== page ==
Christmas Tree Farms

Christmas trees are grown as an agricultural crop on tree farms, which dispels the common myth that Christmas trees come from the forest. In fact, for every tree that is harvested, there are on average about ten more trees that are planted to replace that one tree. This practice ensures that the Christmas tree farm remains sustainable. Christmas tree farms are considered an environmentally friendly crop and it takes up to ten years to grow one tree. During the growing period, the trees provide an added benefit to the environment by taking CO2 (Carbon Dioxide) out of the atmosphere. Essentially, soon to be Christmas trees serve as natural air pollution filters and provide a temporary home to a number of native birds and animals.

Christmas tree farming is a full-time, year-round job and just like any other typical agricultural crop, there is a lot to do to ensure that you have the perfect harvest every year. The brunt of the work usually takes place during the winter and summer months when tree farmers have to ensure that their smaller trees don’t have to compete with weeds and grass. In some cases this requires chemical use in areas where mowing cannot reach. Not only does a Christmas tree farmer have to ensure that the trees aren’t being crowded, but they also have to scout the trees on a regular basis to check for insects and diseases. One of the most labour intensive aspects to tree farm management is annual pruning - this helps give the tree a desired Christmas tree shape.

Christmas Tree Origins

During the middle-age times, it was a common tradition to host a feast of Adam and Eve - this event took place every year on December 24. The symbol for this celebration was the Paradise Tree, which resembles a fir tree that locals decorated with red apples. Despite this, the evergreen tree commonly known today as the “Christmas tree” is one of the main symbols of the Christmas celebration that started in Europe over 400 years ago.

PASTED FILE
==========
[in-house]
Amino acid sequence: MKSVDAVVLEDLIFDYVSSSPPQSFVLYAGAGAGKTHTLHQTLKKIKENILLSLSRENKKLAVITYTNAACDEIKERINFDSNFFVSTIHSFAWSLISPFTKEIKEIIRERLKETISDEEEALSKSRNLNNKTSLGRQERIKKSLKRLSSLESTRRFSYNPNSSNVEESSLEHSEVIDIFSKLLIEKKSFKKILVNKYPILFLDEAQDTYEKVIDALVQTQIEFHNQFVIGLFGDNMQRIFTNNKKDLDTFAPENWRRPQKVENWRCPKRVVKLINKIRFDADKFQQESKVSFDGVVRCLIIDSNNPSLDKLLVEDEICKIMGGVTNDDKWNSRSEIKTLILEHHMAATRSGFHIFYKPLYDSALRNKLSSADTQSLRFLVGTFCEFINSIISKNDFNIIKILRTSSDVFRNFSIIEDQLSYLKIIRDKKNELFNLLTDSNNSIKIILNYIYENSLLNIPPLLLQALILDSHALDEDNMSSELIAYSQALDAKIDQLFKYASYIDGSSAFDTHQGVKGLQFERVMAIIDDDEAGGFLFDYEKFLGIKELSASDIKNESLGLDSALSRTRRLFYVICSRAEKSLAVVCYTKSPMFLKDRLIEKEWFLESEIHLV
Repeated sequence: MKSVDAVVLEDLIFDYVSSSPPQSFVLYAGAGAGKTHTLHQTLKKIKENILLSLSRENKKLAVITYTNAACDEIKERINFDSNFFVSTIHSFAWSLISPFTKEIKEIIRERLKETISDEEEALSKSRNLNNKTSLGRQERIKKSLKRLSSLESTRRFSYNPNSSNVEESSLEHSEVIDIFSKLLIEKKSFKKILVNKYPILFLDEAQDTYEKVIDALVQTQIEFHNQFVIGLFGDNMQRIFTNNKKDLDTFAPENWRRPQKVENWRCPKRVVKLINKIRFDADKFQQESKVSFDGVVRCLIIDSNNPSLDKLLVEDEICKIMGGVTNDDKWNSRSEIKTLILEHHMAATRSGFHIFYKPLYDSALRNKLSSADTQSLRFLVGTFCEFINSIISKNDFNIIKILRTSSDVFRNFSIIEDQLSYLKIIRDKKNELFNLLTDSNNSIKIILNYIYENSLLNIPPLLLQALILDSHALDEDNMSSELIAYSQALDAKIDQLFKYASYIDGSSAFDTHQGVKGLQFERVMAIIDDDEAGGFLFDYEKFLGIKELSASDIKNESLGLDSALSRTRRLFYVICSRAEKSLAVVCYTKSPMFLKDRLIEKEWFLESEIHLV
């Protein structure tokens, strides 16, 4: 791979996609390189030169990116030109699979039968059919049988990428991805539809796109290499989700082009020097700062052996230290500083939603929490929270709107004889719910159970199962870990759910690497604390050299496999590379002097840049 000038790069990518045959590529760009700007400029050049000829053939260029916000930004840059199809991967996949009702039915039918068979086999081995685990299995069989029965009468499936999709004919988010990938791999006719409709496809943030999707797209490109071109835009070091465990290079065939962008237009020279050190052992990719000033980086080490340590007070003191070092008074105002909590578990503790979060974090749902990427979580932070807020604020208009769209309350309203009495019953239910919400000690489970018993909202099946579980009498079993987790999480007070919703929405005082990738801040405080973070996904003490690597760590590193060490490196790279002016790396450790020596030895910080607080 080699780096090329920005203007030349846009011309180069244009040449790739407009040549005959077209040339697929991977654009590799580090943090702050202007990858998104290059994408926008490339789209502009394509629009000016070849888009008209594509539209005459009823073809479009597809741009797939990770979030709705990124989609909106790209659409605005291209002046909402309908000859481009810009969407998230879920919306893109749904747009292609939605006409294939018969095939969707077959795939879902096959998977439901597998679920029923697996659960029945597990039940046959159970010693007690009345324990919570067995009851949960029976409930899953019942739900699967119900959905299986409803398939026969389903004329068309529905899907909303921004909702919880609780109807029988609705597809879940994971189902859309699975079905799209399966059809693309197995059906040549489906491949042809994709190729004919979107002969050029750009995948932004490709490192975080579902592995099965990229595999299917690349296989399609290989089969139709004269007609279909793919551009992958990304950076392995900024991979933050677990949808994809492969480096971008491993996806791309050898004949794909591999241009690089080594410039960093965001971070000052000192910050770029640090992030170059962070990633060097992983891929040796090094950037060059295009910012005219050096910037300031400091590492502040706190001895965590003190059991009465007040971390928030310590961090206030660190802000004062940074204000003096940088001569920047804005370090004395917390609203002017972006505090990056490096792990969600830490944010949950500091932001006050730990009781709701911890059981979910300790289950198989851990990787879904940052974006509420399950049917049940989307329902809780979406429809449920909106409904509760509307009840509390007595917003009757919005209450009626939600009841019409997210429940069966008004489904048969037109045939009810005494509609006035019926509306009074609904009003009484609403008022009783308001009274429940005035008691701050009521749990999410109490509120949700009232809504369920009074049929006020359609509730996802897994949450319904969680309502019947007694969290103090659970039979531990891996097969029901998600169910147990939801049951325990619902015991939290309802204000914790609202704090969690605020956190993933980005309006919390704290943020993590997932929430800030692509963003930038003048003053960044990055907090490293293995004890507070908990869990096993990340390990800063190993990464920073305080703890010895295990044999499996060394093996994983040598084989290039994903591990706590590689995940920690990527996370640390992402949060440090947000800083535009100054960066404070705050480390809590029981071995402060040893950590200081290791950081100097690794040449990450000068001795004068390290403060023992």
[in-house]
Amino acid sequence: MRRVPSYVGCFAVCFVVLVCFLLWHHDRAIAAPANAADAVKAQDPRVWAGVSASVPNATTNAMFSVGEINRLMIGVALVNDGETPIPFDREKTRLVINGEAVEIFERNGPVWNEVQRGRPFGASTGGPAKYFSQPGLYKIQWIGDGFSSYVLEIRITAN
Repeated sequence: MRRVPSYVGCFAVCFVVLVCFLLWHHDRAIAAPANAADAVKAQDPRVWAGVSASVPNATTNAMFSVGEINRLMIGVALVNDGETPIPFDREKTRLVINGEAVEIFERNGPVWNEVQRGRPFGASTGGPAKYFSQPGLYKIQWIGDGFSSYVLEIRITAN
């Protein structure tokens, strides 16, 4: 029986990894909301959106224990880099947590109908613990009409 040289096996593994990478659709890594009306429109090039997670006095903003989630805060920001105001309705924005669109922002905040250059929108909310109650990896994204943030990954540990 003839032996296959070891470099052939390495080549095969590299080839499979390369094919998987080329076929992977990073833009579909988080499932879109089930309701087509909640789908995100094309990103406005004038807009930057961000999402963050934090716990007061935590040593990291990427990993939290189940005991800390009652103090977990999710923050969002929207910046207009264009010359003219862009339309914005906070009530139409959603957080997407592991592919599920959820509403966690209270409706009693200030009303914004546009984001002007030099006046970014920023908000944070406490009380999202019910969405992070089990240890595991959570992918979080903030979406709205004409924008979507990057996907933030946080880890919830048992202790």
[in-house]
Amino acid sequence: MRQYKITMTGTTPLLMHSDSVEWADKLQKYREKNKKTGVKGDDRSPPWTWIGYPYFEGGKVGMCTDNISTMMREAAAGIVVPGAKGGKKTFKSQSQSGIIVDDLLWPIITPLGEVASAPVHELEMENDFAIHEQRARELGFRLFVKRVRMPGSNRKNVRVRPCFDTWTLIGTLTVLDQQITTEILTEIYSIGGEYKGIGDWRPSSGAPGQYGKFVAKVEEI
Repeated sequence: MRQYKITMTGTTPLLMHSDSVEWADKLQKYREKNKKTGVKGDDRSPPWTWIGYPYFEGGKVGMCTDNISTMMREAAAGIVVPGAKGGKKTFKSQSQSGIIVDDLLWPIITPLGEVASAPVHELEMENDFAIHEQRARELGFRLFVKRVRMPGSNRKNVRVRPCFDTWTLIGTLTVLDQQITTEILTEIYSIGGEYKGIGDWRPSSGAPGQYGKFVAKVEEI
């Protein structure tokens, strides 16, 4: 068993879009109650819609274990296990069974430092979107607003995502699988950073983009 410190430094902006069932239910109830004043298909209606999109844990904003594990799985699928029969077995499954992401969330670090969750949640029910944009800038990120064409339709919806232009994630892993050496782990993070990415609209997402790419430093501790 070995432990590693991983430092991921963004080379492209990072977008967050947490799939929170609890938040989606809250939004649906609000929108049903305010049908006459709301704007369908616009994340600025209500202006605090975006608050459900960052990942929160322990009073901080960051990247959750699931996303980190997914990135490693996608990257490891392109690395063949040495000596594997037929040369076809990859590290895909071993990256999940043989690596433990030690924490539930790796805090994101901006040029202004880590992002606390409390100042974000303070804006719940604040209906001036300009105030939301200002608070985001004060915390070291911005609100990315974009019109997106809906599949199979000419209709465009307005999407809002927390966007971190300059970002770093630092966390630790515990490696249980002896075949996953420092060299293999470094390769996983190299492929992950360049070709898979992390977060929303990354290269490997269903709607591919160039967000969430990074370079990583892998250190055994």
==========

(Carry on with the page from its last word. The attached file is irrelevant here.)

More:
Recycling Christmas Trees

One of the beauties of a real Christmas tree is that it can provide environmental benefits long after the initial enjoyment in your home during the holiday season. The following are a number of environmentally friendly ideas of how to recycle your Christmas tree:

  • Christmas trees can provide a great winter shelter for small birds. If you have room in your backyard, one creative idea is to recycle your tree again by decorating it with edible treats for birds. Some edible ornament options include: orange slices, peanut butter spread on tree cones, hanging homemade suet balls stuffed with sunflower seeds.
  • Christmas trees are biodegradable and can be a great source of mulch in your garden utilizing branches and needles from the tree.
  • If you have a fir Christmas tree, you can take some parts of the tree extracting the foliage and cutting it into pieces for aroma purposes.
  • If you have a number of Christmas trees ready to be recycled and own a rural property, the trees can act as an effective soil erosion barrier. Or if you have a woodland property, the trees can act as shelter for forest animals.
  • Some Christmas tree trunks are good materials for woodworking artists.